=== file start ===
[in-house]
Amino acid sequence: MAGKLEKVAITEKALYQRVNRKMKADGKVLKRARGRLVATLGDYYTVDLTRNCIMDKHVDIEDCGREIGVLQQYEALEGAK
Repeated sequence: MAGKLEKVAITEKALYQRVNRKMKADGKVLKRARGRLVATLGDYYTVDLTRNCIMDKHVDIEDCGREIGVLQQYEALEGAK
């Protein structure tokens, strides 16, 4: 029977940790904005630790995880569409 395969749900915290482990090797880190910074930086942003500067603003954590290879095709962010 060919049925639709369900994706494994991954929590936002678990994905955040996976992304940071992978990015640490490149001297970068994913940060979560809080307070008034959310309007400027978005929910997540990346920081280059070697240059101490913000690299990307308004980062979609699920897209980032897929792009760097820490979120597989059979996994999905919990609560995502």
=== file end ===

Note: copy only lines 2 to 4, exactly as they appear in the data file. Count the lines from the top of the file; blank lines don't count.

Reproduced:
Amino acid sequence: MAGKLEKVAITEKALYQRVNRKMKADGKVLKRARGRLVATLGDYYTVDLTRNCIMDKHVDIEDCGREIGVLQQYEALEGAK
Repeated sequence: MAGKLEKVAITEKALYQRVNRKMKADGKVLKRARGRLVATLGDYYTVDLTRNCIMDKHVDIEDCGREIGVLQQYEALEGAK
């Protein structure tokens, strides 16, 4: 029977940790904005630790995880569409 395969749900915290482990090797880190910074930086942003500067603003954590290879095709962010 060919049925639709369900994706494994991954929590936002678990994905955040996976992304940071992978990015640490490149001297970068994913940060979560809080307070008034959310309007400027978005929910997540990346920081280059070697240059101490913000690299990307308004980062979609699920897209980032897929792009760097820490979120597989059979996994999905919990609560995502």